Do other cardiovascular risk factors influence the impact of age on the association between blood pressure and mortality? the MORGAM Project

Julie K K Vishram, Anders Borglykke, Anne H. Andreasen, Jørgen Jeppesen, Hans Ibsen, Torben Jørgensen, Grazyna Broda, Luigi Palmieri, Simona Giampaoli, Chiara Donfrancesco, Frank Kee, Giuseppe Mancia, Giancarlo Cesana, Kari Kuulasmaa, Veikko Salomaa, Susana Sans, Jean Ferrieres, Abdonas Tamosiunas, Stefan Söderberg, Patrick McElduffDominique Arveiler, Andrzej Pajak, Michael H. Olsen

Research output: Contribution to journalArticlepeer-review

Abstract

OBJECTIVE: To investigate age-related shifts in the relative importance of SBP and DBP as predictors of cardiovascular mortality and all-cause mortality and whether these relations are influenced by other cardiovascular risk factors. METHODS: Using 42 cohorts from the MORGAM Project with baseline between 1982 and 1997, 85772 apparently healthy Europeans and Australians aged 19-78 years were included. During 13.3 years of follow-up, 9.2% died (of whom 7.2% died due to stroke and 21.1% due to coronary heart disease, CHD). RESULTS: Mortality risk was analyzed using hazard ratios per 10-mmHg/5-mmHg increase in SBP/DBP by multivariate-adjusted Cox regressions, including SBP and DBP simultaneously. Because of nonlinearity, SBP and DBP were analyzed separately for blood pressure (BP) values above and below a cut-point wherein mortality risk was the lowest. For the total population, significantly positive associations were found between stroke mortality and SBP [hazard ratio=1.19 (1.13-1.25)] and DBP at least 78mmHg [hazard ratio=1.08 (1.02-1.14)], CHD mortality and SBP at least 116mmHg [1.20 (1.16-1.24)], and all-cause mortality and SBP at least 120mmHg [1.09 (1.08-1.11)] and DBP at least 82mmHg [1.03 (1.02-1.05)]. BP values below the cut-points were inversely related to mortality risk. Taking into account the age×BP interaction, there was a gradual shift from DBP (19-26 years) to both DBP and SBP (27-62 years) and to SBP (63-78 years) as risk factors for stroke mortality and all-cause mortality, but not CHD mortality. The age at which the importance of SBP exceeded DBP was for stroke mortality influenced by sex, cholesterol, and country risk. CONCLUSION: Age-related shifts to the superiority of SBP exist for stroke mortality and all-cause mortality, and for stroke mortality was this shift influenced by other cardiovascular risk factors.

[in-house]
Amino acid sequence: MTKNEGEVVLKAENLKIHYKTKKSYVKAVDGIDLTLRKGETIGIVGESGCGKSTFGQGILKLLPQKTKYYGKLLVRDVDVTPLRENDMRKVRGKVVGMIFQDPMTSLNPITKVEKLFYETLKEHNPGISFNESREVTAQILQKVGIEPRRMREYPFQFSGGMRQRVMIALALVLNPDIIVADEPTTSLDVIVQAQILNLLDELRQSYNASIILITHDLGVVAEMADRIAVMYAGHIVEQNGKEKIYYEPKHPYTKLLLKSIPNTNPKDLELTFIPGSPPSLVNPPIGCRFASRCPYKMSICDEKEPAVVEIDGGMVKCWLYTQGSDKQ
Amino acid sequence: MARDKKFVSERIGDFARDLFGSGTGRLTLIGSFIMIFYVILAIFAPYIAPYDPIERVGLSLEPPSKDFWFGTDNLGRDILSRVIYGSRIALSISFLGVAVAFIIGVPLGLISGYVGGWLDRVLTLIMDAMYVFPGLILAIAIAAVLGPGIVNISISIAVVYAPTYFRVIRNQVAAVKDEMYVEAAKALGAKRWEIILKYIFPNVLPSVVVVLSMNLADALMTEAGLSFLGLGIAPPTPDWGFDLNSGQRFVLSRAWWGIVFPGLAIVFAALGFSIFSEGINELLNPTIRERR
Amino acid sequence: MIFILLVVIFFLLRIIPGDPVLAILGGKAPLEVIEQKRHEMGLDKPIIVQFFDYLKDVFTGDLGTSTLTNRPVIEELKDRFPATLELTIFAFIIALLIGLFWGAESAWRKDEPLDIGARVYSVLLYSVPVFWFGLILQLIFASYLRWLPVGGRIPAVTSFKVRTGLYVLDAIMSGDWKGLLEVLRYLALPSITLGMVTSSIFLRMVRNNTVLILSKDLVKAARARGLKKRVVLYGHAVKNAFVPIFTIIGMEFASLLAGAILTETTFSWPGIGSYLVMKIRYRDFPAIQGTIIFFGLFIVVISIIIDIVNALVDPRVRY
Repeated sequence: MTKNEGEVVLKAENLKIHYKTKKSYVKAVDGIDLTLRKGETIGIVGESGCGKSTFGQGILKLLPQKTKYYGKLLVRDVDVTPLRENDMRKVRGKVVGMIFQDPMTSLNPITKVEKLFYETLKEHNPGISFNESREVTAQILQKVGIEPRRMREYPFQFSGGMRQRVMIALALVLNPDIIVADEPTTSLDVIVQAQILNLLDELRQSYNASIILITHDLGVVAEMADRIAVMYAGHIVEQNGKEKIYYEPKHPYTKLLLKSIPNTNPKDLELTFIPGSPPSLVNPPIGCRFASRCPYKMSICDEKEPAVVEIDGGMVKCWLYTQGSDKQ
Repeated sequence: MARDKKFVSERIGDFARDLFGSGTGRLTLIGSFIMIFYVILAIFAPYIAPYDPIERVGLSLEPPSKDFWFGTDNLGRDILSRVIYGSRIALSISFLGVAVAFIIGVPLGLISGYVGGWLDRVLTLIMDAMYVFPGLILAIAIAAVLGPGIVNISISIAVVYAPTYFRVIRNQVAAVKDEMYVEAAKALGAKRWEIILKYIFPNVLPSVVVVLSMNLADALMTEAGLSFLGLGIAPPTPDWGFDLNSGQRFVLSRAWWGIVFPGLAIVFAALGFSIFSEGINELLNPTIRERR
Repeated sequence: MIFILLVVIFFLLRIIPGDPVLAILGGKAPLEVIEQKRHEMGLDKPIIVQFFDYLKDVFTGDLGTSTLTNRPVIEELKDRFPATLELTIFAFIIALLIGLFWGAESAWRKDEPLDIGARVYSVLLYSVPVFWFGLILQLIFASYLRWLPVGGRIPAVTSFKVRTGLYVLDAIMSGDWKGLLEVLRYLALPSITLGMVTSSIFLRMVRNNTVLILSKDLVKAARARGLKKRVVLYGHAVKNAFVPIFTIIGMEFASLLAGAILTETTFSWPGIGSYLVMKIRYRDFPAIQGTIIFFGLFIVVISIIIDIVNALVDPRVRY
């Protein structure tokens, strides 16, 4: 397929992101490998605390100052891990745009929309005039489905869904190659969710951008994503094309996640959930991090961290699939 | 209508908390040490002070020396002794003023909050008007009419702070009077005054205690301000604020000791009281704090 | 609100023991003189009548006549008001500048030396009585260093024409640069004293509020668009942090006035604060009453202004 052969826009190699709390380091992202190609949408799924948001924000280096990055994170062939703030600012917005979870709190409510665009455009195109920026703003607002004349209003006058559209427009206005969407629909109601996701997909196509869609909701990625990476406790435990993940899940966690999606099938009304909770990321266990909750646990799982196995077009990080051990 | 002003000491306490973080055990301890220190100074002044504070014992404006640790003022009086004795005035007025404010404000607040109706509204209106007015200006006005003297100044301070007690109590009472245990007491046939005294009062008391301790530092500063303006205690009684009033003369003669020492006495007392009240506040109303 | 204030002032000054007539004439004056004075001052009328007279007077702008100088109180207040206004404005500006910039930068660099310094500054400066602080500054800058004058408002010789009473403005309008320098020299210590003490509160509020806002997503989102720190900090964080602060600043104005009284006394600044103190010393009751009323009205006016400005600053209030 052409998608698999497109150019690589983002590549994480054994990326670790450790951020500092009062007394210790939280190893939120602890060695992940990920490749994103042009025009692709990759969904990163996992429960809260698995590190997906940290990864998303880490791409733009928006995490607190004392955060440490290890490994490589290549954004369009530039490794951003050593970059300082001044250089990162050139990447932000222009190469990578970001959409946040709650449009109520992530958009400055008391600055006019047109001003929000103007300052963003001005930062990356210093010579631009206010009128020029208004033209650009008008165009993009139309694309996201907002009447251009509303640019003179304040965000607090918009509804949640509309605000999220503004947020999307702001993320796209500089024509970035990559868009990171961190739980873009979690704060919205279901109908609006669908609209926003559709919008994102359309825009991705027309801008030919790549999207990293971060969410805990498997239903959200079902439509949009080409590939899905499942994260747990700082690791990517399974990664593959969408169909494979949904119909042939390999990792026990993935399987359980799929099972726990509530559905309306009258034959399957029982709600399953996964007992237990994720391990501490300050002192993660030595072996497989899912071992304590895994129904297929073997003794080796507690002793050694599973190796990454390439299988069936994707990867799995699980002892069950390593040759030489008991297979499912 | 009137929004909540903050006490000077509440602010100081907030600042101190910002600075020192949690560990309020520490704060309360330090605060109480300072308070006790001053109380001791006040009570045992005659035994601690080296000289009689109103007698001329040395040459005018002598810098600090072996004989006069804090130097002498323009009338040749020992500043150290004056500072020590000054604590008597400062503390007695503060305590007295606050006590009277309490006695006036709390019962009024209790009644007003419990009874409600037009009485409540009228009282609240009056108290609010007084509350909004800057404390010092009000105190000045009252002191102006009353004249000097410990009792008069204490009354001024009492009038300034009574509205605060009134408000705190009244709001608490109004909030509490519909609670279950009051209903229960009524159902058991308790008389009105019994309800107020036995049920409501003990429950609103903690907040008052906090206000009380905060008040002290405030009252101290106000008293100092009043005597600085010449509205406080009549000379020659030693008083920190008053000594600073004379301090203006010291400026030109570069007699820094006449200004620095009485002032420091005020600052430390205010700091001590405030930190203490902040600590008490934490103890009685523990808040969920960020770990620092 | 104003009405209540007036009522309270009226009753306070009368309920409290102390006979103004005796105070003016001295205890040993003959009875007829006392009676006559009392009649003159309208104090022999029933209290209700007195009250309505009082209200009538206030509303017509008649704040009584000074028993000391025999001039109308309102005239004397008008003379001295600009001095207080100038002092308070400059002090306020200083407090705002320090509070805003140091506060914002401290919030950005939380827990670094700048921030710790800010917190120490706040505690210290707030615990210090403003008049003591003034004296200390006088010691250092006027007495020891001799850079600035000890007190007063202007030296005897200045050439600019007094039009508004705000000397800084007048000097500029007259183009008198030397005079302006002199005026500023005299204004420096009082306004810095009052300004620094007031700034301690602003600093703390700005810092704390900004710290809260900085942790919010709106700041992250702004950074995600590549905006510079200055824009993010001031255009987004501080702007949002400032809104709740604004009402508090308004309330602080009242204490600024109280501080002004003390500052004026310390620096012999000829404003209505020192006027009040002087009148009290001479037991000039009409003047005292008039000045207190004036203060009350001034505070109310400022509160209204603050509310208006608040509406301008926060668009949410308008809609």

Original languageEnglish
Pages (from-to)1025-1033
Number of pages9
JournalJournal of Hypertension
Volume32
Issue number5
DOIs
Publication statusPublished - 2014

Keywords

  • age
  • blood pressure
  • epidemiology
  • mortality
  • risk factors

ASJC Scopus subject areas

  • Internal Medicine
  • Physiology
  • Cardiology and Cardiovascular Medicine

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